Airbus, Safran finalize space launchers
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[June 30, 2016]
PARIS (Reuters) - Airbus Group
<AIR.PA> and Safran <SAF.PA> pledged on Thursday to make Europe
competitive in the face of U.S. low-cost rival SpaceX as they completed
a deal to merge their space launcher activities.
The two aerospace groups said they were closing a deal that paves
the way for the next generation of European rocket, the Ariane 6,
which will make its first flight in 2020 and be used to put
commercial and military satellites into orbit.
The long-awaited deal calls for the integration of industrial
assets, turning their existing Airbus Safran Launchers venture into
an operational concern with 8,400 employees in France and Germany.
The heads of both companies pledged to focus on making the venture
competitive after Europe's position in the commercial launch market
was threatened by Elon Musk's Space Exploration Technologies, or
SpaceX, which intends to offer cut-rate launch services by re-using
Under the final deal, French engine maker Safran will pay Airbus
Group 750 million euros ($832 million) to ensure an equal 50/50
ownership split in the new venture -- slightly less than a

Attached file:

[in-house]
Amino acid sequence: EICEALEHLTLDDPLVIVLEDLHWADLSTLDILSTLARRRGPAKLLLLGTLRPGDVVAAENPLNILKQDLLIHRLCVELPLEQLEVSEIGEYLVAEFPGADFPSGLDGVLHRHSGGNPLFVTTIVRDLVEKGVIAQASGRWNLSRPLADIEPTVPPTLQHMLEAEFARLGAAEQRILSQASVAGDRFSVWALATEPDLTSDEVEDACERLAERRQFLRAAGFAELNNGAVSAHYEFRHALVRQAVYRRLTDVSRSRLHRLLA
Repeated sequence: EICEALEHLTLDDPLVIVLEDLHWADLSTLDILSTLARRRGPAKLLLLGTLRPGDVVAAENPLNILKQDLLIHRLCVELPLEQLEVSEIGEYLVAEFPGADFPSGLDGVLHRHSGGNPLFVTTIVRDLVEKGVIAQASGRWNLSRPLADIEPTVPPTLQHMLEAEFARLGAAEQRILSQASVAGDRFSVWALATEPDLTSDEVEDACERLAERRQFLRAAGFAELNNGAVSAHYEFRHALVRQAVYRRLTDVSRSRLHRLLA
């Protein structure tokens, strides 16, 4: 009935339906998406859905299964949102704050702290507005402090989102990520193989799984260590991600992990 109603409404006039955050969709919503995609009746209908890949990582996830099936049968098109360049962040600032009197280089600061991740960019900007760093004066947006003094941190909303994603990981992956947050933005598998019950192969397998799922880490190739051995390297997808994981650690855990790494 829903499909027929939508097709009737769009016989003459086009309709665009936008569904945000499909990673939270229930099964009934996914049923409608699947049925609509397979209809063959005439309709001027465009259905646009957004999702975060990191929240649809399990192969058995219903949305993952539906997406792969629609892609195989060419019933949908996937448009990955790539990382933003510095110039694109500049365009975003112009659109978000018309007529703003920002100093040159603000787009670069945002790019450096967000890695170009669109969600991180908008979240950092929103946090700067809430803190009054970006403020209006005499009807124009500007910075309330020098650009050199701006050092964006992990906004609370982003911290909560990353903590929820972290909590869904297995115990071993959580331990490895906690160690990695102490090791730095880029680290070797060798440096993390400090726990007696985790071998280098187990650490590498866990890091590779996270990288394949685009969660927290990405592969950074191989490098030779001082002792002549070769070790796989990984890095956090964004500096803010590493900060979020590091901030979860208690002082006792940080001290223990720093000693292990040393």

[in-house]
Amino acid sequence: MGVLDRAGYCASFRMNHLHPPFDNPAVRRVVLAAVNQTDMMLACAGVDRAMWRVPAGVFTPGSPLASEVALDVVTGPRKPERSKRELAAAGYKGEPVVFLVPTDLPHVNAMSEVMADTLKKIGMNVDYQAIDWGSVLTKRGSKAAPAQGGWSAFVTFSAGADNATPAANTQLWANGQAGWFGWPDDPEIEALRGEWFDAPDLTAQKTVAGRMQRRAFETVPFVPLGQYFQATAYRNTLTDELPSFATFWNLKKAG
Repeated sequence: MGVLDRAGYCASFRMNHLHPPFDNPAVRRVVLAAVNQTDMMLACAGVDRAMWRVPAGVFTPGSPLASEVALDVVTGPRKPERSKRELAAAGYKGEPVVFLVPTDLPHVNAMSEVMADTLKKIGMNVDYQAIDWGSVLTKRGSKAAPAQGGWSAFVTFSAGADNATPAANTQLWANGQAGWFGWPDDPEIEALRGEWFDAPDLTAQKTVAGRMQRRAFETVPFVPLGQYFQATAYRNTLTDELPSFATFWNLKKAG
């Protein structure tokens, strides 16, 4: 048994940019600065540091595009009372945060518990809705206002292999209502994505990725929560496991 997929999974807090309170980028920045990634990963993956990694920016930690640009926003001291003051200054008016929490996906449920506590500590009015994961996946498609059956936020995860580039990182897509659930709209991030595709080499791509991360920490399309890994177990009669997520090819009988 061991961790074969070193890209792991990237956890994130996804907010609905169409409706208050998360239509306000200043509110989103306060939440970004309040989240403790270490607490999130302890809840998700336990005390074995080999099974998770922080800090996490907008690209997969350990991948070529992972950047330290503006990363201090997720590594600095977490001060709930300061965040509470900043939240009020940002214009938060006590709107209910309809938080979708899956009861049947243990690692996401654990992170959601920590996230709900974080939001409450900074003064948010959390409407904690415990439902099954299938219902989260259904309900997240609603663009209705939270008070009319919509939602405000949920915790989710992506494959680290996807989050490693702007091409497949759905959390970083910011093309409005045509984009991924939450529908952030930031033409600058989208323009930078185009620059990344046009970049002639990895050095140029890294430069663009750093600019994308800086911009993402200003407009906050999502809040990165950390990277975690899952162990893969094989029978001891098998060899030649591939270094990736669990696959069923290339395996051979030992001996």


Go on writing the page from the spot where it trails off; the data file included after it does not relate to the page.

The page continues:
previously expected figure of 800 million..
"They needed to complete this deal so that they are ready to design
an entire launcher for civil customers rather than government
requirements, forcing the agencies to accept what they have done for
their customers rather than work with what governments want," an
analyst said, asking not to be named.
The deal had earlier been held up for months as the two companies
and the French government debated how the payment to Airbus should
be treated for tax purposes.
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An Airbus logo is pictured on the company booth during the European
Business Aviation Convention & Exhibition (EBACE) at Cointrin
airport in Geneva, Switzerland, May 24, 2016. REUTERS/Denis
French tax regulations are not easily applicable to a partnership of
equals in which both companies view the stake as strategic, and are
locked in for the long term, so a compromise was reached sparing
Airbus a hefty tax bill.
Separately, the Safran board will meet on Thursday to make a
preliminary selection from a dozen offers for its Morpho biometrics
and security business, sources told Reuters on Wednesday.
(Reporting by Tim Hepher; editing by Michel Rose and Keith Weir)
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